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of his electioneering friend; but it and foreseeing the inconvenience that was seen with rage and disappoint- may arise from a recurrence of this ment. To have robbed him of his practice, are humbly of opinion, that

an additional instruction should be given rest might easily have been forgiven; to the several governors of your Majesty's but to have fed him with a ground- islands in the West Indies, restraining less supposition that the King of them from giving their assent to any law Spain was dead, became a matter of or laws concerning religion being passed, resentment. He was, at first, dis- until the same shall have been first missed with all the violence of an- transmitted to your Majesty's principal ger and refusal. At length the vic- secretaries of state, for your Majesty's

royal consideration, unless a clause or tim of his passion became an object clauses be inserted in such luw or laws, of his - mirth; and, when he felt the suspending and deferring the execution ridicule that marked the incident, thereof, until your Majesty's pleasure he raised the candidate for monar- shall be known thereon: chy into a post, which, from the co And the lords of the committee having lour of the present times, may seem prepared a draught of such additional

instruction, humbly take leave herewith almost as honourable — he made

to lay the same before your Majesty, forhim an exciseman.

your royal approbation.

Instruction issued in pursuance of the STATE OF TOLERATION IN

: above Report. JAMAICA.

Additional Instruction to the Govern

ors of his Majesty's Islands in the .

West Indies. The following « Order in Council," · It is our will and pleasure, and we and “ Observations" appear in a Jumuica do hereby require and command, that Gazette.

you do not, on any pretence whatever, At the Council Chamber, Whitehall, give your assent to any law or laws to be May 23, 1809, by the Right Hon. passed concerning religion, until you the Lords of the Committee of shall have first transmitted unto us. Council, appointed for the consi- through one of our principal secretaries deration of all matters relating to of state, the draught of such bill of

Trade and Foreign Plantations. bills, and shall have received our royal To the King's Most Excellent Majesty pleasure thereupon; unless you take in Council. :

care, in the passing of such bill or bills, 1. May it please your Majesty, that a clause or clauses“ be inserted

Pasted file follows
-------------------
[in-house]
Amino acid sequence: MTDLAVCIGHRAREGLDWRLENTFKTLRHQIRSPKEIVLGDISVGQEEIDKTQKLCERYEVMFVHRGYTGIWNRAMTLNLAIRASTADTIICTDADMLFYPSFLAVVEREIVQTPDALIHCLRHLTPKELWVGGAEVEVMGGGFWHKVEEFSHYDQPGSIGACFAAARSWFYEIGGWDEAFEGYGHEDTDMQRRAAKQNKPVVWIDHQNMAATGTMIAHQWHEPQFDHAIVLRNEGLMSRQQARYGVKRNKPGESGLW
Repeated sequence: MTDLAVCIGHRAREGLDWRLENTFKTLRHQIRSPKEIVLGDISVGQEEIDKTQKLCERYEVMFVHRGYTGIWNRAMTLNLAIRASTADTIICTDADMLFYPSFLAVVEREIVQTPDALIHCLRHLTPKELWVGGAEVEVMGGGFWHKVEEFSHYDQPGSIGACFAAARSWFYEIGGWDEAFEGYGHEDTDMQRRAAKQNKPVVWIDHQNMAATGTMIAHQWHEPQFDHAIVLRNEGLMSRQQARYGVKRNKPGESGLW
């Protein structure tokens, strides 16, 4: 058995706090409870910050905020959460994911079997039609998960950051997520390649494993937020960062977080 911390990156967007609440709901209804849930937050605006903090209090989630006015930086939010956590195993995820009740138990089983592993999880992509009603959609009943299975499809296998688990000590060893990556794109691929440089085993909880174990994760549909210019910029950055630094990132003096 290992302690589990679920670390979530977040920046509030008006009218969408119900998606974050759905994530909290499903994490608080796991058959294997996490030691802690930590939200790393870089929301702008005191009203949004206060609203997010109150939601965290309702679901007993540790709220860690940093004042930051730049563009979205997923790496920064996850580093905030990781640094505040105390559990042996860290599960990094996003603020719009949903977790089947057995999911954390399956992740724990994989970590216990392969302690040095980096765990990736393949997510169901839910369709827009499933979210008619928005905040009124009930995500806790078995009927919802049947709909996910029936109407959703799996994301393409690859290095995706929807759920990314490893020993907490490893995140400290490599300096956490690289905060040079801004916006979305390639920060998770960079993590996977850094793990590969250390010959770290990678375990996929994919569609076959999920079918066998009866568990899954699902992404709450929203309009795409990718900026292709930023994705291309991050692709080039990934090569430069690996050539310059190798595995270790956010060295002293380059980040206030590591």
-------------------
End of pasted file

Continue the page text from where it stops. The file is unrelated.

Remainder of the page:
Your Majesty having been pleased, therein, suspending and deferring the by your order in council of the 26th execution thereof, until our will and ult. to approve of a report of this com- pleasure shall be known thereupon.mittee, submitting that an act passed by the legislature of the island of Ja- OBSERVATIONS OF THE EDITOR OF THE maica, in the year 1807, intitled, “ An . , JAMAICA GAZETTE. Act for the protection, subsisting, cloath- We cannot help contemplating the ing, and for the better order and go- above order in council as a 'most gross vernment of slaves, and for other pur- interference with our internal colonial poses," should be disallowed, as con- regulations, IN FAVOUR OF A SET OF taining a clause contrary to the principles METHODISTICAL RASCALS, who ought to of toleration prevailing in this kingdom, be scouted out of every well regulated and as being the more objectionable, community; who are a disgrace to chrisas an act to the same effect has been tianity; for ihe mummery and nonsense disallowed by your Majesty at a former of methodism has no more to do with period, and no provision had been made the christian religion than with that. by the legislature of the island for cler- of Mahomet! If the regular clergymen gymen of the established church :-The of the church of England have every , lords of the committee, adverting to the per nission to instruct and to reform. circumstance of this act, being a second why should swarms of ignorant and de attempt by the legislature of the island signing adventurers, without common of Jamaica to pass a law of this nature, sense, education, or decency, be in

truded upon this colony against its.will methodists it is well known have

men, who, by propagating mistaken tended to promote both of theso doctrines, may expose it to the most desirable ends, and, it may be ad imminent peril; who, to effect their

ded, without any detriment to tho evangelical projects, would willingly involve us in ruin, and triumph in the interests of the planters: but do flames! Christianity is not so much principles however intolerant; 110 their object as to enforce their own vile slander however malignant, from Jaand narrow distinctions, as contemptible maica planters, or the editors of Jaas the tub from which their doctrines maica Gazettes, need excite surprise. are generally delivered. The letter of But what must be the surprise, the the committee of the lords of council indignation, and the contempt of for foreign trade to his Majesty, on this

every friend to truth, to toleration, occasion, states it, “ as contrary to the “ principles of toleration established in to decency, on reading similar lan« this kingdom;" as well might the thieva guage to that we have quoted, in a ish cur complain of intolerance, who was modern publication, conducted by hanged for sucking eggs or murdering men of learning and talents, the poultry! Toleration, indeed! to look professed friends of religion and toon while these designing knaves were leration! The following extracts effecting our ruin. We know not upon what honest principle his Majesty's

may, however, enable our readers ministers could have advised the sus to determine, —who is the most de. pension of this law, when they well scrving of censure for his intolerant know that the board of controul of calumnies, the Editor of the Jamaica the East Indies, that favoured colony, Gazette, or the Editor of the Edins are so entirely of our way of thipking, burgh Review that they have without animadver- 5 sion from government, issued

“ We are a good deal amused in

the most peremptory orders to send all the deed with the extreme disrelish which missionaries home on the slightest ap- Mr. Styles exhibits to the humour pearance of disturbance. We would and pleasantry with which he admits ask Lord Castlereagh if this bę tolera- the methodists, that'nest of consecration? but, alas! the West India islands ted cublers, to have been attacked; are the foot-balls of ministry. ...but Mr. Styles should remember,